Many people were understandably concerned when in 2015 reports of the Zika virus and the potential health risks it posed filled the media. Scientists discovered the Zika virus in 1947, but many people in the United States were unaware of the illness until it began to spread in South America. Concerns then increased about Zika reaching the U.S. Here is what you need to know.
Understand the Virus
Zika is a viral infection that spreads through the bite of an infected mosquito or by person-to-person contact. Pregnant mothers infected with Zika can pass the disease on to their fetus and others can contract the illness by contact with the bodily fluids of someone with the virus. Sexual contact and blood transfusions have both been known to spread the virus.
The most concerning aspect of the virus is the potential for birth defects to infants that come into contact with the virus while still in the womb. The possible birth defects include partially collapsed skulls and severe microcephaly, an abnormal brain development that results in a smaller than normal skull. Eye problems, joint damage, and clubfoot are also possible defects.
Know the Symptoms
Most people do not realize they have the illness because they have no symptoms. The symptoms are often mild when they do appear. Most will have a flu-like illness that includes joint and muscle pain, a headache, and fatigue. Unlike the flu, Zika also can cause a body rash and conjunctivitis. The discomfort from the virus can last for a week but often goes away sooner.
Avoid Unnecessary Panic
Americans need to be vigilant about protecting themselves but should not panic. Most states have reported cases of the illness to the CDC, but in all but two states the people contracted the virus outside the country or from a partner after their return from a trip. Texas and Florida remain the only locations with known local mosquito-borne Zika illnesses.
The willingness of the public to follow the guidelines set by the CDC seems to have helped reduce the local risk in Florida and Texas. In 2016, there were 218 locally-contracted cases in Florida and 6 cases in Texas. The numbers dropped to two in Florida and five in Texas the following year. No new incidents from local mosquitos occurred in either state in 2018.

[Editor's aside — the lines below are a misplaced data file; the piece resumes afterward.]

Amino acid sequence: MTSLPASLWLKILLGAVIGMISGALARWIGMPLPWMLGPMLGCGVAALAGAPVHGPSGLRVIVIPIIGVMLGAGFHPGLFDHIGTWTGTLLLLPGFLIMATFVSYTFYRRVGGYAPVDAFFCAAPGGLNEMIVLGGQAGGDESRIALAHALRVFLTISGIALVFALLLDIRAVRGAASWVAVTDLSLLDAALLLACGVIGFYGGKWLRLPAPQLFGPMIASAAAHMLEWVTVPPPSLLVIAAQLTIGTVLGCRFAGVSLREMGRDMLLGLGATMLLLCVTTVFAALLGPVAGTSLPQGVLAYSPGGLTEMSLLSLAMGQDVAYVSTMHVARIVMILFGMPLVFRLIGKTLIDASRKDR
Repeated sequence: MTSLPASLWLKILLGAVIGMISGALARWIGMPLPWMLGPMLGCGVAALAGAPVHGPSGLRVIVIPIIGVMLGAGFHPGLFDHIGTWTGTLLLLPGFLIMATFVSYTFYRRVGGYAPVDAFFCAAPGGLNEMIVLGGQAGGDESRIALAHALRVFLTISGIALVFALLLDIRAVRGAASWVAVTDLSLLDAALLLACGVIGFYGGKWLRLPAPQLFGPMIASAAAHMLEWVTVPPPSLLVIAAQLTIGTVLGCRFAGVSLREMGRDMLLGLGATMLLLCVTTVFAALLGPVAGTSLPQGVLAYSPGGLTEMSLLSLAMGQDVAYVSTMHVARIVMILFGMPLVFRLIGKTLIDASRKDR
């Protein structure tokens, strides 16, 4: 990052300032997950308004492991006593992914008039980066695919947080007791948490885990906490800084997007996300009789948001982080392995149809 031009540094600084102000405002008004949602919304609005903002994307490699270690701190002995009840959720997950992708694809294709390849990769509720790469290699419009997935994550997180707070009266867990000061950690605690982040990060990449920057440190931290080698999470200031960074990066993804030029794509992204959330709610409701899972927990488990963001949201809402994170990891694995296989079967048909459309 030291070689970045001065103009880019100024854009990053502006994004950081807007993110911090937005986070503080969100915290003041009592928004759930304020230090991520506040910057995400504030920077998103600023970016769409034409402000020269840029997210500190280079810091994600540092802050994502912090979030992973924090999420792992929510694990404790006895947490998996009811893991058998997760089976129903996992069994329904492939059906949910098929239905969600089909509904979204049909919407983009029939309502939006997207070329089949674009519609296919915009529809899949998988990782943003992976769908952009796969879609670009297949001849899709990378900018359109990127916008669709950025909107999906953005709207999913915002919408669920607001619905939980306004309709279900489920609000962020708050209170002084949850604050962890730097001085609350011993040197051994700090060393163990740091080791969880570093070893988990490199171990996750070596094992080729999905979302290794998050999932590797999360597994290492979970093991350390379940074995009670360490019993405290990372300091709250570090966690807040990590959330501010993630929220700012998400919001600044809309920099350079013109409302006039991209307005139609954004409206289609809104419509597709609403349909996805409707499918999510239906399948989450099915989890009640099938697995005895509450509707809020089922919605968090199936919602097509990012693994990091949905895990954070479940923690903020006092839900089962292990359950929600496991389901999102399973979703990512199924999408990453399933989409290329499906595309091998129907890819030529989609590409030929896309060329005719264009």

The statistics sound favorable, but people should not believe there is no cause for concern. The Aedes mosquito is the culprit that spreads the Zika virus. The species is an invasive one that originated in Africa and spread to the US through travel and imported goods. The species spreads Zika, dengue fever, and other illnesses, and it is now known to be in California.
Keep Family Protected
The lack of symptoms can give a false sense of security that leads to the spread of the virus. Someone returning from an area known for mosquitos that spread the virus should practice safe sex for at least three weeks or throughout a pregnancy term if their partner is currently pregnant. A blood test is the only way to diagnosis if someone has the virus.
Keep mosquitos out of the home by inspecting window screens and sealing any gaps around doors and windows. Pregnant women should wear long pants and long-sleeved shirts when outside. Do not allow water to collect around the outside of the home and have the property treated professionally to keep the population of the insects under control.
At Area-Wide Exterminators, we help with mosquito control around homes and businesses. Contact us to learn more about the steps you can take to reduce the risk to your family from mosquito-borne illnesses.